May 25, 2024

Latest Nottingham Forest news as the repercussions from the Reds’ angry tweet continues ahead of their clash with Manchester City.
Nottingham Forest’s head coach, Nuno Espirito Santo, is sure that their recent controversy over refereeing decisions would not affect their performance in the remaining games.

The Reds have four matches left to secure Premier League safety, beginning with Sunday’s home game against reigning champions Manchester City. However, the build-up to this weekend’s game has been overshadowed by Forest’s furious reaction to their 2-0 setback at Everton.

The club has been in the spotlight for their irate tweet at full-time after three penalty appeals were turned down at Goodison Park. Their statement effectively questioned VAR Stuart Attwell’s credibility, as Forest claimed to have “warned” the Professional Game Match Officials Board that he “is a Luton fan” before to the game.

However, Nuno has stated that any criticism of officials is not personal. And he is confident that referees will not be affected by the controversy or any preconceived notions about the Reds when they monitor their games.

“They are professional. “They should be immune,” Nuno explained. “I understand it is difficult, but try to be immune to all of this and do their own jobs. Come to the match and prepare, focus, and do their responsibilities well.

“Our team will enter matches hoping for the best. Our communication and message is clear: forget about everything and concentrate on what lies ahead of you. Our spirit is one of goodwill. We go to play football. What occurs next should be the responsibility of other people.”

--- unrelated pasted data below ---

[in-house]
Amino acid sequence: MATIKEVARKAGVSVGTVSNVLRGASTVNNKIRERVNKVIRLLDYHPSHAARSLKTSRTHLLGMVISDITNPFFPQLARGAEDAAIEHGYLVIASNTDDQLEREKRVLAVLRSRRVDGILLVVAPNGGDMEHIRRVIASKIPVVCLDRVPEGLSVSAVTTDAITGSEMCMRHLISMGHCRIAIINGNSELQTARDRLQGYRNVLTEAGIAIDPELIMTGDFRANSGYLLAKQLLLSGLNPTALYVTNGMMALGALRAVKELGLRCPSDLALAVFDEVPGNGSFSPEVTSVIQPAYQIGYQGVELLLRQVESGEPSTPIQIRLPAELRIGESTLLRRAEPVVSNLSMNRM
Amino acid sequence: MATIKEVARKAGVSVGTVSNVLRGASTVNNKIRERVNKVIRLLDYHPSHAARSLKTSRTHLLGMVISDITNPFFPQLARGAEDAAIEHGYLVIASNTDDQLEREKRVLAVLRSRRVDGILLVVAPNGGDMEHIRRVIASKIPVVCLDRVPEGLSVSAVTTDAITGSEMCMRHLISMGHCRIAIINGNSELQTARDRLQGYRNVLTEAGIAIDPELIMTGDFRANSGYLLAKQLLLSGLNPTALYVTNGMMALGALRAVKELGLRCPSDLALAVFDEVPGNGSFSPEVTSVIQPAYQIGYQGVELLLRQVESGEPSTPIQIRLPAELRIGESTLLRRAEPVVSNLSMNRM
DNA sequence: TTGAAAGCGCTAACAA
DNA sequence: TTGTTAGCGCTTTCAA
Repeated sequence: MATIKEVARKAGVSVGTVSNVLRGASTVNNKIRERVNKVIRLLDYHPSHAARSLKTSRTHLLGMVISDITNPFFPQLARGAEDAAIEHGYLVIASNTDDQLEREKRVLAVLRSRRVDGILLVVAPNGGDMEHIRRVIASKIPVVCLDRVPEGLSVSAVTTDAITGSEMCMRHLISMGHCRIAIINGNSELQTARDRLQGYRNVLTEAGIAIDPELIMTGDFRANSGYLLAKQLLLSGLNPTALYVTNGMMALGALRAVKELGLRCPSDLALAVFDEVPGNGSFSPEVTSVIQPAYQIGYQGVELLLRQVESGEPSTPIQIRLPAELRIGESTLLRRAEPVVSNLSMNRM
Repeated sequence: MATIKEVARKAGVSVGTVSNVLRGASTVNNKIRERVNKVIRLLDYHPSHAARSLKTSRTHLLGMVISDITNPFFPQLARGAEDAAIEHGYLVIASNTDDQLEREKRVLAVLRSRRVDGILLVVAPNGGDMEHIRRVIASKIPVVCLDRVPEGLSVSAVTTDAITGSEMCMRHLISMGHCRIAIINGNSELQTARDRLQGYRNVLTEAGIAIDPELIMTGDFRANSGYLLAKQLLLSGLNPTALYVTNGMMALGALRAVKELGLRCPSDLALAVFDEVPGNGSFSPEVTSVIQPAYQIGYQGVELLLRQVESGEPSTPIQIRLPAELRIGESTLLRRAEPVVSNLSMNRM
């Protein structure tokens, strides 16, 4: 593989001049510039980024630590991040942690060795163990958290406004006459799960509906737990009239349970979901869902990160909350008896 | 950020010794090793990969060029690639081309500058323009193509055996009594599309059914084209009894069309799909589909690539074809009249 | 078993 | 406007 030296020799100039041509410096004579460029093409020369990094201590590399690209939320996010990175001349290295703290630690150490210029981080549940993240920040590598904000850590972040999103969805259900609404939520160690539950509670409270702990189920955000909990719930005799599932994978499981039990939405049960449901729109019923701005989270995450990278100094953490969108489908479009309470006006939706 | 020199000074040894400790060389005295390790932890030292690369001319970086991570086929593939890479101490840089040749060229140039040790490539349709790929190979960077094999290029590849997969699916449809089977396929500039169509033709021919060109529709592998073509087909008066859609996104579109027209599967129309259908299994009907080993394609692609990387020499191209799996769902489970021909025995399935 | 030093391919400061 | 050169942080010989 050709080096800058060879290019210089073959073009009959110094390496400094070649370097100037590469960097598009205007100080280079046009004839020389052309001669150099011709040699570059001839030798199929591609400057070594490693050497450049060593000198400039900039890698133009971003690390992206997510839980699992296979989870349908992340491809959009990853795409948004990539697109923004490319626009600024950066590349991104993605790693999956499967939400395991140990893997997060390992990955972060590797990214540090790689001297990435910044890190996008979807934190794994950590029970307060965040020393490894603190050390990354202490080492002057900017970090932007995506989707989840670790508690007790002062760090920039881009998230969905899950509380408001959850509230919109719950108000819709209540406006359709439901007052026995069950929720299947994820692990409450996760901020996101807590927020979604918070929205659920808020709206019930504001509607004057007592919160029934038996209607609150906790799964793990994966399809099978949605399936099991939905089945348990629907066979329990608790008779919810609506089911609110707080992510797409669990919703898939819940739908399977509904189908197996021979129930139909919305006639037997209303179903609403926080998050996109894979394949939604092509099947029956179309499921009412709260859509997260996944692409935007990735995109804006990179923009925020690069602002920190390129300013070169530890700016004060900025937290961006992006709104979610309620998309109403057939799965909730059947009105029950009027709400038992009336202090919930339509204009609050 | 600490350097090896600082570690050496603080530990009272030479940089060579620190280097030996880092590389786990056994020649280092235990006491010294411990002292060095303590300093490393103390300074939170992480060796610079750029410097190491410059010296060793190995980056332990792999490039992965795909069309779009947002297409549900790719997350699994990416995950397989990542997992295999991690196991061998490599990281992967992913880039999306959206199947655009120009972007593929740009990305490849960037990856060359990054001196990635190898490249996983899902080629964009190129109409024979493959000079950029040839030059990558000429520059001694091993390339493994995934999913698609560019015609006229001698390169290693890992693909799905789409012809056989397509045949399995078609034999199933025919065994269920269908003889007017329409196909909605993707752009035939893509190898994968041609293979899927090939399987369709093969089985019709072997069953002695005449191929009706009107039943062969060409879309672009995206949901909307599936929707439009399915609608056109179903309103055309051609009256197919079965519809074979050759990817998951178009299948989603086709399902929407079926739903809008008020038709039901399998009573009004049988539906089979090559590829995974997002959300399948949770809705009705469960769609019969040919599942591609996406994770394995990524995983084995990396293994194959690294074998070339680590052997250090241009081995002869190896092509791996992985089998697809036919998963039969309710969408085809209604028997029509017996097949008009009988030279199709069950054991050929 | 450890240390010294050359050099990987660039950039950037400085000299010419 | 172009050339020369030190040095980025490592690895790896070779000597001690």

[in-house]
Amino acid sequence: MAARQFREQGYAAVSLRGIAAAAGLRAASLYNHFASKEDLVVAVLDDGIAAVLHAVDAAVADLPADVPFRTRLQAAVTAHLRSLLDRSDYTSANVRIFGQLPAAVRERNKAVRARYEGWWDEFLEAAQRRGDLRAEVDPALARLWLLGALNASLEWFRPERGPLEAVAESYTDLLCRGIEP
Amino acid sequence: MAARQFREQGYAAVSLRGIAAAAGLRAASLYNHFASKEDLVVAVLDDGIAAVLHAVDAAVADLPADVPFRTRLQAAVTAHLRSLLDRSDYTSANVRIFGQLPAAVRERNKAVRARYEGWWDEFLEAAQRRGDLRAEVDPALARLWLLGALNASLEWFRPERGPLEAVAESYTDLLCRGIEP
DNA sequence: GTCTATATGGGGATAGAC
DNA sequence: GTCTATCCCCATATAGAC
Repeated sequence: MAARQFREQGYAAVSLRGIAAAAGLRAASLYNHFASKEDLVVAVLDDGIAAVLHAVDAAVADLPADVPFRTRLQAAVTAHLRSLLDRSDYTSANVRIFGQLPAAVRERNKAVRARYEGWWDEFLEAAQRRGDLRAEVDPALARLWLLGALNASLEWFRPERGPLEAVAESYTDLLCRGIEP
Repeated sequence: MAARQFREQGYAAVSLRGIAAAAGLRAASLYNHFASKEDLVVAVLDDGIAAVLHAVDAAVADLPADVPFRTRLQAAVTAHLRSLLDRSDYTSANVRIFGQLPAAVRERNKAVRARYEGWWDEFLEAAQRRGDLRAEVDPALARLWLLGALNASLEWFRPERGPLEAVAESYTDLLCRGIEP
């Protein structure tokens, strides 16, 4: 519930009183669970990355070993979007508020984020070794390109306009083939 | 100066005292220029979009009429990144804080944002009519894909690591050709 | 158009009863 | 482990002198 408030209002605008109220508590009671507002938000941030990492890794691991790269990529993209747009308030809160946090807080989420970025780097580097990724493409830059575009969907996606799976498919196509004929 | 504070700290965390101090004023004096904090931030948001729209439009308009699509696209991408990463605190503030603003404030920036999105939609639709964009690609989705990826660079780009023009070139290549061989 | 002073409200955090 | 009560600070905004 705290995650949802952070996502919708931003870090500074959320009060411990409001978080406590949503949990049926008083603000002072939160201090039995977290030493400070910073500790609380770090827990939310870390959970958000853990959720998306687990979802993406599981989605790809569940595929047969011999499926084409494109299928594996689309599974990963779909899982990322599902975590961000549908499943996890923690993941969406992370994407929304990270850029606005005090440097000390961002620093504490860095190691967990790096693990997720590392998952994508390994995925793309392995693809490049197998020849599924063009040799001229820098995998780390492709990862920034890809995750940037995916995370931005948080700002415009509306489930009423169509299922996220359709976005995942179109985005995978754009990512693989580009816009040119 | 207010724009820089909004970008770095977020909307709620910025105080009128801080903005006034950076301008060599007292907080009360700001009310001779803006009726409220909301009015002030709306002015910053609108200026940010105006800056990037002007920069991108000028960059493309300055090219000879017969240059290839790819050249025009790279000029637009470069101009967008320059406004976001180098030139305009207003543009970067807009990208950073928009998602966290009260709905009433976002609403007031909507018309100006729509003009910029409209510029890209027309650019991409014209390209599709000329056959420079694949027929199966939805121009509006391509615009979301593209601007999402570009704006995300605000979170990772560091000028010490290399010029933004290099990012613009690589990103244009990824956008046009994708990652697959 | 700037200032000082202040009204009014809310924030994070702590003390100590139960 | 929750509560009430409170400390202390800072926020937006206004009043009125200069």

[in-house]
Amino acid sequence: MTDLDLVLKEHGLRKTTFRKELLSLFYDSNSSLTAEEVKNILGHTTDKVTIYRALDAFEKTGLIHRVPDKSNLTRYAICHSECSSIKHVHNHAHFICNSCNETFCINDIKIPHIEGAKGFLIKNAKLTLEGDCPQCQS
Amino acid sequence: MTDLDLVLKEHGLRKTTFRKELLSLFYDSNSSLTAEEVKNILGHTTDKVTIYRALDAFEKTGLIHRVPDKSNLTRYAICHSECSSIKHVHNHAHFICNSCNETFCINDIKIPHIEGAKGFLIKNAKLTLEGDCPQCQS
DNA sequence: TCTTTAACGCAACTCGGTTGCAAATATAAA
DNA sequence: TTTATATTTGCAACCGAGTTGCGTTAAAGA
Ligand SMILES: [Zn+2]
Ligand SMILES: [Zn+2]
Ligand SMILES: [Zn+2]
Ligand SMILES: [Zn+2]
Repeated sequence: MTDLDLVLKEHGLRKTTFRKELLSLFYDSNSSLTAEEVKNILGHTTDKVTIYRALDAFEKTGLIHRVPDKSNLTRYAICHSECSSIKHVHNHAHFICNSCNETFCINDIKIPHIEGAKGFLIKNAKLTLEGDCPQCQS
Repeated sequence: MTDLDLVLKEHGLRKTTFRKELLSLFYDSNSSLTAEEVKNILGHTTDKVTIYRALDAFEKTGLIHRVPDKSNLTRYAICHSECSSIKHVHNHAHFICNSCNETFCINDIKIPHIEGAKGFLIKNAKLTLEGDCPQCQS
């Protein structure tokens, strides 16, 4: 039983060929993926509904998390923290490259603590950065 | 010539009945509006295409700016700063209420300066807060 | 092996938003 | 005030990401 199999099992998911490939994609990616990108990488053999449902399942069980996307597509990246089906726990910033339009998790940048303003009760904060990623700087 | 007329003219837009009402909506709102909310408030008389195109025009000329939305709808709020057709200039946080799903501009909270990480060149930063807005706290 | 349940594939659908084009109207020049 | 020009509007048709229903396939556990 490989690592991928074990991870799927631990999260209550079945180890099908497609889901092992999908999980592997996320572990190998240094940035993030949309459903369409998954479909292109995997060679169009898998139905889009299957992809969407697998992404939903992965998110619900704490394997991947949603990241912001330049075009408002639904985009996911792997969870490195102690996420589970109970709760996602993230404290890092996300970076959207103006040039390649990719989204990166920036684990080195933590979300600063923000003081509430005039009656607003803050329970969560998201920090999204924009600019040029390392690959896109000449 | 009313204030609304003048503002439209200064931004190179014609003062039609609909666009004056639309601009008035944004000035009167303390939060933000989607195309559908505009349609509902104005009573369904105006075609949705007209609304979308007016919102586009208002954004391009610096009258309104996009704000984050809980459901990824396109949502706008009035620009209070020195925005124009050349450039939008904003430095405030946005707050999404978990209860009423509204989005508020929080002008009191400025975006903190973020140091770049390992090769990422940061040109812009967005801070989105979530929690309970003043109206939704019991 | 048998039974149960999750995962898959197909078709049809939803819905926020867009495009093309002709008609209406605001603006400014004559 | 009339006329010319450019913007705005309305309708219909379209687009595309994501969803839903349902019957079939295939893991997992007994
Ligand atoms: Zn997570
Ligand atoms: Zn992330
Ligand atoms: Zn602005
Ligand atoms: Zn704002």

Nuno defended the club’s right to express itself on social media, conceding that emotions may run high following games. He asserted, however, that Attwell was never intended to be targeted.

 

I hope he is OK': Gary O'Neil sympathises with Stuart Attwell after latest  controversy | The Independent

 

“It was never our intention as a club, for sure, to overcome the limits,” he said. “There is a limit to everything, and getting abusive is not the point, and it should end.

“But, at the same time, please understand that after a football game in which we are fighting for our lives and you see so many things and then you see it again and you start putting all those things together, how can you control yourself and say, ‘OK, nothing has happened?'” But we don’t want to go beyond the limitations; that’s incorrect.

“The only change is that the VAR now has a name. There were previous games with errors in which we did not know the name of VAR. But it’s not personal.

“It is up to the VAR, as well as the referees and PGMOL, to accept responsibility for their errors, which influence a lot of things and a lot of people, particularly the fans. Fans should be respected; they travel long distances to see and then witness it. They have phones, and they see replays; how can you regulate that? Don’t blame the statement; instead, blame the mistake.

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